The discipline of science, including the medical sciences, responds with difficulty and considerable delay to new classes of phenomena which are not easily explained within its existing paradigms. Given the authority with which it speaks in initially condemning such phenomena as illusions, coincidences, inadequately substantiated, not subject to experimentally verification, or simply the result of deliberate fraud, such procrastination delays the advance of knowledge and marginalizes those who endeavour to explore such phenomena using different paradigms.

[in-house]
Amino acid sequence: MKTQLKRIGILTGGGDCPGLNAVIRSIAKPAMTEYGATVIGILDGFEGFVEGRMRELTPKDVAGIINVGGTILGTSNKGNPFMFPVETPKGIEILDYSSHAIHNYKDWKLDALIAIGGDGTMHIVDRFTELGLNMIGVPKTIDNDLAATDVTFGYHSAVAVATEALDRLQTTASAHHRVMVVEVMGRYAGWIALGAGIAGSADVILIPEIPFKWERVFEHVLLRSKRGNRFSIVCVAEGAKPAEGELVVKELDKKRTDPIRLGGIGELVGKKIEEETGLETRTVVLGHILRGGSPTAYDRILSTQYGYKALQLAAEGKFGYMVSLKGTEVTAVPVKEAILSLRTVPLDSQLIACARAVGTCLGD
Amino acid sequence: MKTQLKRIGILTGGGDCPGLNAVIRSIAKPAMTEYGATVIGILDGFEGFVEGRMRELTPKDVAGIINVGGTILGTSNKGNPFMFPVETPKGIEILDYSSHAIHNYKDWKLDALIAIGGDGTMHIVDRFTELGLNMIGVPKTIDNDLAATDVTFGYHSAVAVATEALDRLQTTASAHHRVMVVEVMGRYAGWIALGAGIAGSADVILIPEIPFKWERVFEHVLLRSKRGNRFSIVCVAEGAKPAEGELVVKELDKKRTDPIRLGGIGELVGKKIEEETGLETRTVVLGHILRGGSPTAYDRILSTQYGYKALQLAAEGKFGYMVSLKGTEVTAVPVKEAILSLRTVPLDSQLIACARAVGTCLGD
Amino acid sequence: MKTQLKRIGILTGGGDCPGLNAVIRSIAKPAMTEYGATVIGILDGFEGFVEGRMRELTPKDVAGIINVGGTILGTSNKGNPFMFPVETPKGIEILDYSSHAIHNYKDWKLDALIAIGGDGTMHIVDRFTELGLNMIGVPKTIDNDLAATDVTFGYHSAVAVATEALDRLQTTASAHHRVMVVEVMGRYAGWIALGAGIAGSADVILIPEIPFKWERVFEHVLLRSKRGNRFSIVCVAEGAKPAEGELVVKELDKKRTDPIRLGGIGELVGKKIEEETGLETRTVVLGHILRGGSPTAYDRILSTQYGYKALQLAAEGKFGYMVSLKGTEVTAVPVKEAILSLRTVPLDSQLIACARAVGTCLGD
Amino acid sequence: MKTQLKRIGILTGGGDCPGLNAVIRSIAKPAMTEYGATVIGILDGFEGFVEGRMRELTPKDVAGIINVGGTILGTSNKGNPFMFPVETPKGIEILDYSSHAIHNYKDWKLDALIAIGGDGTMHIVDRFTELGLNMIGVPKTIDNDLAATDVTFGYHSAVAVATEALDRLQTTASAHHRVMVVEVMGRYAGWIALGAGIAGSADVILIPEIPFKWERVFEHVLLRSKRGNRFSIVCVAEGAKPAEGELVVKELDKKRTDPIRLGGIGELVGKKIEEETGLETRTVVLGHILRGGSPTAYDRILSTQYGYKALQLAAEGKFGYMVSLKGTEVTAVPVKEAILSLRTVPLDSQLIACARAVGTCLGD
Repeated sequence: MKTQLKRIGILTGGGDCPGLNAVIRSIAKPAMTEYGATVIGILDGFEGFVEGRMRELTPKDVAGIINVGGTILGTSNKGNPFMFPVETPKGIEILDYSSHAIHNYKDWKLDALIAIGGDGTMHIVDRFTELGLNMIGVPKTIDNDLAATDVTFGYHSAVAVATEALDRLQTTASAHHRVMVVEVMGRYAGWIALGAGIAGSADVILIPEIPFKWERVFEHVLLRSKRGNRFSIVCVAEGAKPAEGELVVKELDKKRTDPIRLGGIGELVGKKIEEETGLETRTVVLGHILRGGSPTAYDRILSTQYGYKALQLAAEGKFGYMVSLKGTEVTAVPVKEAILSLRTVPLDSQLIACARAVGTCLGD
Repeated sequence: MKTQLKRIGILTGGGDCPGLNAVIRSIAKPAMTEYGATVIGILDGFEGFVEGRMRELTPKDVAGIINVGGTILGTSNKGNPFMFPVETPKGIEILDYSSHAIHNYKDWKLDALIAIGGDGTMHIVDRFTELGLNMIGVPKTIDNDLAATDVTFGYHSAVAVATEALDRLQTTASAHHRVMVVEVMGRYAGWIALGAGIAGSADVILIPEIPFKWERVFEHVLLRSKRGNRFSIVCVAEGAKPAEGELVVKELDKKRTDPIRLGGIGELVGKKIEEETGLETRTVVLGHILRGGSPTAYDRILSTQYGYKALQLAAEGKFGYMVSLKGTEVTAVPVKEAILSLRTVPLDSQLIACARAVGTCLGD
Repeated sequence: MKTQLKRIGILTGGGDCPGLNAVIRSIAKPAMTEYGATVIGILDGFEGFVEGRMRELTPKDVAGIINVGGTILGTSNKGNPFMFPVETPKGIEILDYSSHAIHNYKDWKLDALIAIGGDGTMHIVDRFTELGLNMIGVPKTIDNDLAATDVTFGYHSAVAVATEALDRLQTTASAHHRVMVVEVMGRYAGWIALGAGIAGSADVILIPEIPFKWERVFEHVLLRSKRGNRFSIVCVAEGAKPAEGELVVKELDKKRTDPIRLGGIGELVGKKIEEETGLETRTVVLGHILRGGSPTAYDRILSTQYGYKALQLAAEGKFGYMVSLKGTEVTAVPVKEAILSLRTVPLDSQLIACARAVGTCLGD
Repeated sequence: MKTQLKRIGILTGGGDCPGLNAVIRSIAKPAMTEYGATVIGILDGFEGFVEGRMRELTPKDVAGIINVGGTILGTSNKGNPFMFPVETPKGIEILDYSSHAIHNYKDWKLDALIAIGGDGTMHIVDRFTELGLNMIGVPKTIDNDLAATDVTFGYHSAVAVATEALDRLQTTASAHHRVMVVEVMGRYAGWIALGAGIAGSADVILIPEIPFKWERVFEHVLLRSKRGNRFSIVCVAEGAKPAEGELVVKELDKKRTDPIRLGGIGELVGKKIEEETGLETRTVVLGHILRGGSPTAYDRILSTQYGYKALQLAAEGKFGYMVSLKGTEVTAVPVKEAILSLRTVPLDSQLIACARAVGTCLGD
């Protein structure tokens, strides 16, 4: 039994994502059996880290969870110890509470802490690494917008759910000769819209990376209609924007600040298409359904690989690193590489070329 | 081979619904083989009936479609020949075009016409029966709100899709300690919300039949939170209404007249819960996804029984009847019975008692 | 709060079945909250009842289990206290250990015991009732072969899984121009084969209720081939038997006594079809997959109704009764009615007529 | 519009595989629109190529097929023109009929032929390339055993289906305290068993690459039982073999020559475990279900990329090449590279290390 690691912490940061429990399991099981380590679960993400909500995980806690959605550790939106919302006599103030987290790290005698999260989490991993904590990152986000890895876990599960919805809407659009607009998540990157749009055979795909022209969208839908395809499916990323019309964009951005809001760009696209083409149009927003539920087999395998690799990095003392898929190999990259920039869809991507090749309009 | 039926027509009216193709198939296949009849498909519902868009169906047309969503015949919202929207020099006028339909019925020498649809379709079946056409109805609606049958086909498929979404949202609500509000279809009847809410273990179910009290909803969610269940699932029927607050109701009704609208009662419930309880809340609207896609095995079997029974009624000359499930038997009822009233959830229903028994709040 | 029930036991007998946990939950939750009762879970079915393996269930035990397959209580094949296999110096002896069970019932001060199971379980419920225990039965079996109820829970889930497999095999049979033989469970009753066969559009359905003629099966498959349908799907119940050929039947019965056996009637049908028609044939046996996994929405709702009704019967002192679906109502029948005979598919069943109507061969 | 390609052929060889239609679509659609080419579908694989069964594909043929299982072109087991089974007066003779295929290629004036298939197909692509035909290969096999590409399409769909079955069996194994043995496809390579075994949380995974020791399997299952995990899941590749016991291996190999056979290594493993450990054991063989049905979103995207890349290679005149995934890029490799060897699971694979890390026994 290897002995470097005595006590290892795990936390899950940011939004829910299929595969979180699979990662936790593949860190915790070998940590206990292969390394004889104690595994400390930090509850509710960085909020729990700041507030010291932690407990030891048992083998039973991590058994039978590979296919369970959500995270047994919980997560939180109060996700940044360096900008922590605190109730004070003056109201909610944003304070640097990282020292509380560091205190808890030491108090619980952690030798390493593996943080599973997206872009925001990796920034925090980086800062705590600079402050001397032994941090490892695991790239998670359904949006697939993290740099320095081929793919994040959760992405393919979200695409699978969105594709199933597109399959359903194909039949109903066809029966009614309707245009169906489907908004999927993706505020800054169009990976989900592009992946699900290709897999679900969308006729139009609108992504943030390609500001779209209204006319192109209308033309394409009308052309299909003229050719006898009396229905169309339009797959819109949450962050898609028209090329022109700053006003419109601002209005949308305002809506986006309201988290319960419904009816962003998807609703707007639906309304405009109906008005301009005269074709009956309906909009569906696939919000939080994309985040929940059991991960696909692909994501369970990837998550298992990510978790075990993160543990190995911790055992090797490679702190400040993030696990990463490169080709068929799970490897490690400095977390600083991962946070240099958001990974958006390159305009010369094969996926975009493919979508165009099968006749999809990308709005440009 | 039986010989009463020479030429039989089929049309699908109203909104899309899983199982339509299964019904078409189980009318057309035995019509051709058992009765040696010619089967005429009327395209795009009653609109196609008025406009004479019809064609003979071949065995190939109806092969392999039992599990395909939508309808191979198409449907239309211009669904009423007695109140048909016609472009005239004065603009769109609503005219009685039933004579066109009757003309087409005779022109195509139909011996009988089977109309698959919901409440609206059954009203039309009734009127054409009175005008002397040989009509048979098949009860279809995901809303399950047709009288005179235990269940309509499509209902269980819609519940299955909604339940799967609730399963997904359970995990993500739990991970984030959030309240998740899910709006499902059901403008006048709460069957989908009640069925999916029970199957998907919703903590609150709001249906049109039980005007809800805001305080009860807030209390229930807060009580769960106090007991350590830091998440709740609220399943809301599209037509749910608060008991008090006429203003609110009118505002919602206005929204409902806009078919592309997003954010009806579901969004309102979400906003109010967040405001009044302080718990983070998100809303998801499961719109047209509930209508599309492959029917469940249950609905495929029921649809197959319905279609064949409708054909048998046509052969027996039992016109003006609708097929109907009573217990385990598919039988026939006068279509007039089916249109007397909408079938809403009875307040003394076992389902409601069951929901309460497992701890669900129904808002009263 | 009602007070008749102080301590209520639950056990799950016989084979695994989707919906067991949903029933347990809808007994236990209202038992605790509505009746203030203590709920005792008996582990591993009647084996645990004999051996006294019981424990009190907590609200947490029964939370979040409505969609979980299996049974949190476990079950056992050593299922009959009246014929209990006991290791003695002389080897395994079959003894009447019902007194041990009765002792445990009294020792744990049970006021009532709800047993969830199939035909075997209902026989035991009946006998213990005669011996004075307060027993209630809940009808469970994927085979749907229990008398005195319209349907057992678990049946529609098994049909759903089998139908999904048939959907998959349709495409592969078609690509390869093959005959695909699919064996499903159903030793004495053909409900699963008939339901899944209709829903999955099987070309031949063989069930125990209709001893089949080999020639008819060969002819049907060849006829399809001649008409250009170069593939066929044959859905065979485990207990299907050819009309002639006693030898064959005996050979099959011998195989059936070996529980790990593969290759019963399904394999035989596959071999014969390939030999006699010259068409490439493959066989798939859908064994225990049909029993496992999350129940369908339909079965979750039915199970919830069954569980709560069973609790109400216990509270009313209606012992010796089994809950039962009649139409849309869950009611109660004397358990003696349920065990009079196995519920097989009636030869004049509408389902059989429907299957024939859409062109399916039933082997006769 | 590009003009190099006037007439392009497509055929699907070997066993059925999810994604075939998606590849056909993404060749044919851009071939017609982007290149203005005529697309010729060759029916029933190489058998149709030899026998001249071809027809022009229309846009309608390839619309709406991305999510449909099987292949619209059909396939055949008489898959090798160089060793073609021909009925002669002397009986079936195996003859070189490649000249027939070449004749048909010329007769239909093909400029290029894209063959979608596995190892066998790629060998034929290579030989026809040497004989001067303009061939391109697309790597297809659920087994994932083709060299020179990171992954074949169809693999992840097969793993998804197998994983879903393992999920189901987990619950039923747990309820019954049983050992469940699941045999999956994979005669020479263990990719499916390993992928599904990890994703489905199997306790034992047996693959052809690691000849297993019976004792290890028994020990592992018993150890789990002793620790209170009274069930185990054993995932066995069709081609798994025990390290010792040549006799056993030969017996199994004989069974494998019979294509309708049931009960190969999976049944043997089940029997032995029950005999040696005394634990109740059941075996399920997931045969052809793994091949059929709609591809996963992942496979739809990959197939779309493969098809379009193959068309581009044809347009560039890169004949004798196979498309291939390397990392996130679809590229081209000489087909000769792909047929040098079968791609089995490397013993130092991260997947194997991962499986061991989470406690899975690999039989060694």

Classical examples include scientific proofs that objects heavier than air cannot fly and the response to hypnotism. Continuing difficulties are experienced with homeopathy, extrasensory perception, radiesthesia, acupuncture and UFOs. Such difficulties are experienced to different degrees by different schools of science. Scientists in socialist countries have much greater legitimacy in exploring extrasensory perception, for example, than those in western countries who have little tolerance for such phenomena. Another aspect is the difficulty of accepting evidence for health hazards associated with long term exposure to low levels of chemicals or radiation.